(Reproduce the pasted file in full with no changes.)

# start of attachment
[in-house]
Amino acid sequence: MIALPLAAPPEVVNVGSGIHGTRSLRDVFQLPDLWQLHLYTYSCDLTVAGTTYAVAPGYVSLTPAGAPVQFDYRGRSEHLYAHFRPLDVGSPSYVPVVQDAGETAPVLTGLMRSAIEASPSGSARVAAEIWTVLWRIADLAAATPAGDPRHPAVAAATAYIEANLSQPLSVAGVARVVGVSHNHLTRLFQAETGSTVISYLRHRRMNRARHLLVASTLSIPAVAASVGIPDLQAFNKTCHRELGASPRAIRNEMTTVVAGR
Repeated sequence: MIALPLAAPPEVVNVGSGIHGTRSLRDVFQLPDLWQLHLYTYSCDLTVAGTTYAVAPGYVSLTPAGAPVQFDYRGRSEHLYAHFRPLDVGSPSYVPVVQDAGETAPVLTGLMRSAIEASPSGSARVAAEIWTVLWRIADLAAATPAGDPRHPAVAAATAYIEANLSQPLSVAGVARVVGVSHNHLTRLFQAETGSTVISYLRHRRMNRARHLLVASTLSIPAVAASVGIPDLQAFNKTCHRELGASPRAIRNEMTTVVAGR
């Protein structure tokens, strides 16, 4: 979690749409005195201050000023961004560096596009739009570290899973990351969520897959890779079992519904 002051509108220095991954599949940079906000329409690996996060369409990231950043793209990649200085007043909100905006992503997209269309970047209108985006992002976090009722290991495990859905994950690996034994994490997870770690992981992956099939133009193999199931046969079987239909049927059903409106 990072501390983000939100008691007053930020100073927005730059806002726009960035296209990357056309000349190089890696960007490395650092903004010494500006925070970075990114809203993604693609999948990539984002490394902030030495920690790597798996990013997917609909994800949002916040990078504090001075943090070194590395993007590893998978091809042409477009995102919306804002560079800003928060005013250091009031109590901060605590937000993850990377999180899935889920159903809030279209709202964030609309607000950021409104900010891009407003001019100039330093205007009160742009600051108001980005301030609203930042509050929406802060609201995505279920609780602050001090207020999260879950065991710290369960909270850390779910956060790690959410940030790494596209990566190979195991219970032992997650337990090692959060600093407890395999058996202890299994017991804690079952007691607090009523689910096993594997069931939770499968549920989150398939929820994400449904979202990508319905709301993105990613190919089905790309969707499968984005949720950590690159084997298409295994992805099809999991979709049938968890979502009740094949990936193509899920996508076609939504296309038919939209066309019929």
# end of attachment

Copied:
[in-house]
Amino acid sequence: MIALPLAAPPEVVNVGSGIHGTRSLRDVFQLPDLWQLHLYTYSCDLTVAGTTYAVAPGYVSLTPAGAPVQFDYRGRSEHLYAHFRPLDVGSPSYVPVVQDAGETAPVLTGLMRSAIEASPSGSARVAAEIWTVLWRIADLAAATPAGDPRHPAVAAATAYIEANLSQPLSVAGVARVVGVSHNHLTRLFQAETGSTVISYLRHRRMNRARHLLVASTLSIPAVAASVGIPDLQAFNKTCHRELGASPRAIRNEMTTVVAGR
Repeated sequence: MIALPLAAPPEVVNVGSGIHGTRSLRDVFQLPDLWQLHLYTYSCDLTVAGTTYAVAPGYVSLTPAGAPVQFDYRGRSEHLYAHFRPLDVGSPSYVPVVQDAGETAPVLTGLMRSAIEASPSGSARVAAEIWTVLWRIADLAAATPAGDPRHPAVAAATAYIEANLSQPLSVAGVARVVGVSHNHLTRLFQAETGSTVISYLRHRRMNRARHLLVASTLSIPAVAASVGIPDLQAFNKTCHRELGASPRAIRNEMTTVVAGR
């Protein structure tokens, strides 16, 4: 979690749409005195201050000023961004560096596009739009570290899973990351969520897959890779079992519904 002051509108220095991954599949940079906000329409690996996060369409990231950043793209990649200085007043909100905006992503997209269309970047209108985006992002976090009722290991495990859905994950690996034994994490997870770690992981992956099939133009193999199931046969079987239909049927059903409106 990072501390983000939100008691007053930020100073927005730059806002726009960035296209990357056309000349190089890696960007490395650092903004010494500006925070970075990114809203993604693609999948990539984002490394902030030495920690790597798996990013997917609909994800949002916040990078504090001075943090070194590395993007590893998978091809042409477009995102919306804002560079800003928060005013250091009031109590901060605590937000993850990377999180899935889920159903809030279209709202964030609309607000950021409104900010891009407003001019100039330093205007009160742009600051108001980005301030609203930042509050929406802060609201995505279920609780602050001090207020999260879950065991710290369960909270850390779910956060790690959410940030790494596209990566190979195991219970032992997650337990090692959060600093407890395999058996202890299994017991804690079952007691607090009523689910096993594997069931939770499968549920989150398939929820994400449904979202990508319905709301993105990613190919089905790309969707499968984005949720950590690159084997298409295994992805099809999991979709049938968890979502009740094949990936193509899920996508076609939504296309038919939209066309019929």